As for being racist, Utopians are no more racist than others. I was raised in a much, much larger small town, and the people in Utopia are not much different than my hometown or several other Texas towns I have lived in. Some use racist terms to express their dislike for a person because of the person's actions or policies, not just because they are black or white. People everywhere use that term because they are uneducated and lack the vocabulary to adequately express exactly what they dislike about a person, not literally their color. It is not as though they dislike any particular race as a whole. People in Utopia are unhappy with the policies of the current president, so some of them use the "N" word because they can't communicate verbally their disdain for Obama. I think the opinion in Utopia of a black president would be very different if Colin Powell had been elected. Valby is so concerned with racial bias but didn't mind publishing a biased summation of a whole community based on the information she collected from a select few.
    Karen Valby, use a more scientific method next time you research a story, not just pick a small group of same-sex carbon copies. Don't avoid most of the women. Utopians aren't any different than most other Texans.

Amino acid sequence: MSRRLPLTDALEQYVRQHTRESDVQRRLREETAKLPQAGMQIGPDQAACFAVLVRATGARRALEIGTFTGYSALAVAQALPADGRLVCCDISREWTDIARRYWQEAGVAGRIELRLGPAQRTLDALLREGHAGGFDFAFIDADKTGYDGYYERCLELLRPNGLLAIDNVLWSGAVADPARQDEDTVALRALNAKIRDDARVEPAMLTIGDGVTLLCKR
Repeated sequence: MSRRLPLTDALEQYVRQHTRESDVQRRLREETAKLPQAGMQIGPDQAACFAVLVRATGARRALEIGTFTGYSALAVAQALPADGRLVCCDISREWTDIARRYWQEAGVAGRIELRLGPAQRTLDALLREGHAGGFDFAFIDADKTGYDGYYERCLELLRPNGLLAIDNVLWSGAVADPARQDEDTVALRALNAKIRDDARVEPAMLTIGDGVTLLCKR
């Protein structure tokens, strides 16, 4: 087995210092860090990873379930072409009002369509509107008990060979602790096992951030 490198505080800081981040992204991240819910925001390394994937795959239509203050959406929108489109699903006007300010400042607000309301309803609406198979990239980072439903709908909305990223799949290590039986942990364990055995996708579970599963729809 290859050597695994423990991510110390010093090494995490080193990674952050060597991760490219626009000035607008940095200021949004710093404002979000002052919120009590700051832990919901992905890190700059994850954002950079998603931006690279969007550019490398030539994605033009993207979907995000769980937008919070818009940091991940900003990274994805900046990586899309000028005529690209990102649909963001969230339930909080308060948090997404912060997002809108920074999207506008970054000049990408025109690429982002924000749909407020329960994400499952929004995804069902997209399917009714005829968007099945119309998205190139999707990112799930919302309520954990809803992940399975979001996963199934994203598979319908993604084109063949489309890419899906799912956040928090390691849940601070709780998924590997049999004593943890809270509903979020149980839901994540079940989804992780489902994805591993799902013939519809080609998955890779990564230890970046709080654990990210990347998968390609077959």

Sydney Killough

Vic Villarreal Is Clear Choice

RECEIVED Thu., June 3, 2010

Dear Editor,
    I don’t think the decision on Austin Community College board Place 5 is as difficult as your Editorial Board does [“'Chronicle' Endorsements,” News, May 28]. There are two things about board candidate David Reiter that concern me. First, Mr. Reiter is closely connected to the Austin Chamber of Commerce. I believe that the Chamber of Commerce already has sufficient influence over the ACC board, if not too much. Some think we need to elect someone from the chamber to ensure chamber support for a tax election, if, as expected, the Legislature slashes ACC’s state funding. But if the chamber doesn’t support adequate funding for ACC, the chamber has no sense of self-interest, since ACC is the chief trainer of this area’s work force. I think the chamber is smart enough to understand what’s in the interest of this area’s employers, even if it doesn’t have one of its own on the ACC board. Second, it troubles me that Mr. Reiter missed most of the Democratic club forums, as well as the ACC Faculty Senate forum and the ACC Adjunct Faculty forum. If Mr. Reiter doesn’t have time to campaign for the ACC board, what should make anyone think that he has time to serve? The last thing we need is another absentee ACC trustee who is constantly missing board meetings and important ACC events. Considering all this and the reasons given in your endorsement editorial, I think Vic Villarreal is the clear choice for the ACC board.
Sincerely,
John Worley
ACC trustee, 1994-2006

Suggests Israel Is Lying

RECEIVED Thu., June 3, 2010

Dear Editor,
    Regarding the recent attack of Israeli commandos on humanitarian aid ships: Israel claims the people on the boat were terrorists who attacked the commandos. But note the internal inconsistency in Israel's story. If the people on the flotilla were really covert terrorists, Israel would not have let them go. Israel would not let a bunch of "terrorists" go, unless they've suddenly turned suicidal. This suggests Israel is lying.
Perry Logan